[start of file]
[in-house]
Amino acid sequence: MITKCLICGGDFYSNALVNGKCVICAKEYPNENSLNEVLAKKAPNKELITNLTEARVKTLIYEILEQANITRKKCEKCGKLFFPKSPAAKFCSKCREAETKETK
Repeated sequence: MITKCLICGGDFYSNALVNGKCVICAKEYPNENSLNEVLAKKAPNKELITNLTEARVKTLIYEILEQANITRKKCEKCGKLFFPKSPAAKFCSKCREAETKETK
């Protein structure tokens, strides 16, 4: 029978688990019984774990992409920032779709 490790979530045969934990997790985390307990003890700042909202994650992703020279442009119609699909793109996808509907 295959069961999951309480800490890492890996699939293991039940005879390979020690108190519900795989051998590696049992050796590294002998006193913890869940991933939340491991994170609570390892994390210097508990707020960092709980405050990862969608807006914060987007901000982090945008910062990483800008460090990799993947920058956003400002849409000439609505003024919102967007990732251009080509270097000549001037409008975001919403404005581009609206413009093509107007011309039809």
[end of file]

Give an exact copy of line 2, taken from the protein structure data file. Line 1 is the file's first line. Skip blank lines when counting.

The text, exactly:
Amino acid sequence: MITKCLICGGDFYSNALVNGKCVICAKEYPNENSLNEVLAKKAPNKELITNLTEARVKTLIYEILEQANITRKKCEKCGKLFFPKSPAAKFCSKCREAETKETK